No, that’s not Andrew Feldman you see, but don’t you dig the dude? I like the wallpaper myself. (Photo by Ulrich Kruener via flickr.)
Today I got the chance to chat with Andrew Feldman, the USTA’s National Volunteer Development Manager and a presenter at Adult Ed’s series on this coming Tuesday night at Union Hall in Brooklyn. Feldman, a self-proclaimed “non-expert” on tennis fashion, will be speaking on the “Evolution of Tennis Costumes: From Bill Tilden to Serena Williams”. Adult Ed, which bills its event as “a monthly lecture series devoted to making useless knowledge somewhat less useless,” is a perfect fit for Feldman’s presentation: “I’m a lifelong tennis player and lifelong sarcastic observer of life.” Sounds like the perfect doubles combo! -NM
TSF: First off Andrew, tell us what you do.
Andrew Feldman: I’m the National Volunteer Development Manager for the USTA. I’ve been here for seven years. Not a lot of people realize this, but the USTA is a non-profit organization, so I help work with our volunteers throughout the country. We do a ton of stuff throughout the country at the grassroots level and I help organize events and provide resources for our volunteers.
TSF: Awesome, sounds like a cool job. So let’s get right to your talk on this coming Tuesday at Union Hall. What’s up with using the word ‘costumes’ in the title over ‘attire’ or ‘outfits’? Was that intentional?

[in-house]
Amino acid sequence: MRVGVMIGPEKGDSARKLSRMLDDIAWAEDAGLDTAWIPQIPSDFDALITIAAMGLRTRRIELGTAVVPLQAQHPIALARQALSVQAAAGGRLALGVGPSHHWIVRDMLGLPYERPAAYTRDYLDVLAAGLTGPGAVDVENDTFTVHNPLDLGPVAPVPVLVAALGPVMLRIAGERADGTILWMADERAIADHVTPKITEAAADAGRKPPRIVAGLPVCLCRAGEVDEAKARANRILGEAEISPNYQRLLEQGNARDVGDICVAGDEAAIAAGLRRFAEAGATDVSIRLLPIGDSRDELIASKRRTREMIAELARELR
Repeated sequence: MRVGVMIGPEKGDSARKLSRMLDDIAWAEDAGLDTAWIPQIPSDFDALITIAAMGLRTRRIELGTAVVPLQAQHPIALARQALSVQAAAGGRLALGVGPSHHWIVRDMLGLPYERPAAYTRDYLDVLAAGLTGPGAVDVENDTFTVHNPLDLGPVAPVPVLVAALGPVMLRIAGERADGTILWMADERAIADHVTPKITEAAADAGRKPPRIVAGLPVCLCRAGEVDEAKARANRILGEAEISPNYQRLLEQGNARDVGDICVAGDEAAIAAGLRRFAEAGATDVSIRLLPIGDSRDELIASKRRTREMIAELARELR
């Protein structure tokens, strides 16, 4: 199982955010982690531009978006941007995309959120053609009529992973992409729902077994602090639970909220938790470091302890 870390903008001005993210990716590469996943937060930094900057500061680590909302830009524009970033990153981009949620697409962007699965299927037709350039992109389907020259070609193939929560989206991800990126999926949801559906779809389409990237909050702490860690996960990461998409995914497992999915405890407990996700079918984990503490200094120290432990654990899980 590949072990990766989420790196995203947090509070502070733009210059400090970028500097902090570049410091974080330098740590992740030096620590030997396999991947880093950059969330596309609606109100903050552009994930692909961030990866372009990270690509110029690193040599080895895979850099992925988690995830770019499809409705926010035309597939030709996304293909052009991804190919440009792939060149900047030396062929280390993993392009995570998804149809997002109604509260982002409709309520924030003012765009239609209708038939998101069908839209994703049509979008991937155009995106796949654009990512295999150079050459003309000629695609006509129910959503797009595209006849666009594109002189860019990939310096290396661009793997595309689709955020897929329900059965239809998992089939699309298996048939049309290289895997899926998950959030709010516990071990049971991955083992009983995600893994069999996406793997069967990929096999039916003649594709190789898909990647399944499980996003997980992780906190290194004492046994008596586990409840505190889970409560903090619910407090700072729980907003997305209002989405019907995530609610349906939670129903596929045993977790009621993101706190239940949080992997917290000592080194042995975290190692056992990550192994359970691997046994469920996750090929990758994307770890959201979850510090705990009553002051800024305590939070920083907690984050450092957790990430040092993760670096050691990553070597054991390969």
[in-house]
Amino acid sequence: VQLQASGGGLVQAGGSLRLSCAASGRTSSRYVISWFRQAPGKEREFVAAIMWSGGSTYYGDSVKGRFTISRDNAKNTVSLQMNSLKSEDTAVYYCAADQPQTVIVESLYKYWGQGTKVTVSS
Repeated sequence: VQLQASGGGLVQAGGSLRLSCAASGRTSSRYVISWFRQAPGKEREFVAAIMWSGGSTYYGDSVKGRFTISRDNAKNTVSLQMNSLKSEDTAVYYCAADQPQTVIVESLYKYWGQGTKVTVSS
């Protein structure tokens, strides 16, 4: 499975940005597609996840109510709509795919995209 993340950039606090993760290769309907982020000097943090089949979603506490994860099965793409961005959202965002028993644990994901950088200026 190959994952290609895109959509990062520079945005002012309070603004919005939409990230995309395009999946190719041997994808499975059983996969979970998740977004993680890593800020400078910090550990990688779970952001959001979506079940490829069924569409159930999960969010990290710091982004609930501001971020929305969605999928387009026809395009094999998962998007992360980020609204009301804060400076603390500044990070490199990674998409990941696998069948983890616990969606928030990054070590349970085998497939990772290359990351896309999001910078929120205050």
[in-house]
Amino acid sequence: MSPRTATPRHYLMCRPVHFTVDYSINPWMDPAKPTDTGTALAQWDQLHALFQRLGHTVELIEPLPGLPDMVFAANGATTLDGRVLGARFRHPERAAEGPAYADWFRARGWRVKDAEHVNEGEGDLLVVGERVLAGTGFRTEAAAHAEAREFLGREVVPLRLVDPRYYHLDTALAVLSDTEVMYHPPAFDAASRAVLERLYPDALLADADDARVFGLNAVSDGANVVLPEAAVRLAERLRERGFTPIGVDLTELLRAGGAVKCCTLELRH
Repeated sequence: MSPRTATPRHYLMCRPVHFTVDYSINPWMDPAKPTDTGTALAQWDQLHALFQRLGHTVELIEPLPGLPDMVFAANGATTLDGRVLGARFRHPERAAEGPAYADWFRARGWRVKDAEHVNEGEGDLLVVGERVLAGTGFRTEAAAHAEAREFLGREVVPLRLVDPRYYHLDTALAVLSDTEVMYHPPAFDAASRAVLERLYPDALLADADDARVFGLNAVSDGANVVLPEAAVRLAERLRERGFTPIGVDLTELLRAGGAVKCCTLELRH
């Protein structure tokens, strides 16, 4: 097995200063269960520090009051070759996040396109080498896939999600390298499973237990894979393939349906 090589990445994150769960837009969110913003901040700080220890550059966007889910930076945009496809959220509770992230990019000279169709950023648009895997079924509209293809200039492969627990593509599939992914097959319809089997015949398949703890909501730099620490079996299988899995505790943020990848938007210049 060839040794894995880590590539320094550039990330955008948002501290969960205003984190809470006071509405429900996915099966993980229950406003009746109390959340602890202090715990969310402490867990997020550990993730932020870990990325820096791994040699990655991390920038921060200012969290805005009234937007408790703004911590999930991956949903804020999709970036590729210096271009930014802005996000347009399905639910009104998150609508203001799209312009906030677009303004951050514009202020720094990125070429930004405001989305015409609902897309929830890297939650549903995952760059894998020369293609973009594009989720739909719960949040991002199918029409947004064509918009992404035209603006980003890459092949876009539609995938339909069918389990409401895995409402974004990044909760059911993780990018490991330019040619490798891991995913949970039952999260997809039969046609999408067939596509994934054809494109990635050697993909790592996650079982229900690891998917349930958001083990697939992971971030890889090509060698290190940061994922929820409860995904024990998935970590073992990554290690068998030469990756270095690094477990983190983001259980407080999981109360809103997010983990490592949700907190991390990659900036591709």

AF: I guess I’m not completely sure why I used ‘costumes’, but I do think there’s an element of showmanship of what the players wear on the court. Partially, that has to do with the sponsors, but when you look at players like Venus and Serena Williams, they want to show off on court, especially Venus with [Eleven]. This isn’t necessarily new, though. We saw this 20 years ago with Andre Agassi and his crazy get-ups and refusing to play Wimbledon because it was a white-attire only event.
TSF: Tell us about your tennis background.
AF: I grew up playing tennis; my whole family plays tennis. I grew up in the sort of Long Island/North Shore tennis world. We had matching outfits and polo shirts and tennis instructors … that’s how I got interested. This idea just kind of popped up recently. I think it’s amusing to see what the players come up with, especially at the Slams, and so why not talk about it, too?
The theme of [Tuesday] evening is “Success Stories”. I’m going to show examples of what I think are successful fashions and a few – in my humbled opinion – that are not.
TSF: It seems like tennis today has a bit of a double standard: the women are criticized for their off court involvement with fashion and modeling while it seems to be encouraged of the men, Roger Federer and all. What do you think about that?
AF: I think there’s somewhat of a double standard. Tennis has crossed over into the celebrity and entertainment business. Coming to an event like the U.S. Open, you’re not just going to a tennis tournament, it’s a celebrity entertainment event. The whole fashion thing is a part of that. I don’t think it distracts the players really. It’s their livelihood, so they make it work on and off the court.
Read on to find out who Andrew thinks are tennis’s best and worst dressed players and his opinion on the worst tennis fashion disaster. (more…)